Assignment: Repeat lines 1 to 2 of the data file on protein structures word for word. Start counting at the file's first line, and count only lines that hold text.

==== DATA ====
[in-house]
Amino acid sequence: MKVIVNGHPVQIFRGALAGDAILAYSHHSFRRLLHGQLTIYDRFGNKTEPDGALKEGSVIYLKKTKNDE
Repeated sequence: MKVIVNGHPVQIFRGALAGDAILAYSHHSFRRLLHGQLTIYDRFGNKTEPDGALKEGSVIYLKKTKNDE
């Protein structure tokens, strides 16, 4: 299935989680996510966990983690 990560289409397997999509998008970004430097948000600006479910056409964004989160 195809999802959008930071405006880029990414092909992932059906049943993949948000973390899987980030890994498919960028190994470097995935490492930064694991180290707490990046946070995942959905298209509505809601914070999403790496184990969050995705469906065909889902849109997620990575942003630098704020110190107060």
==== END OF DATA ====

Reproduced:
[in-house]
Amino acid sequence: MKVIVNGHPVQIFRGALAGDAILAYSHHSFRRLLHGQLTIYDRFGNKTEPDGALKEGSVIYLKKTKNDE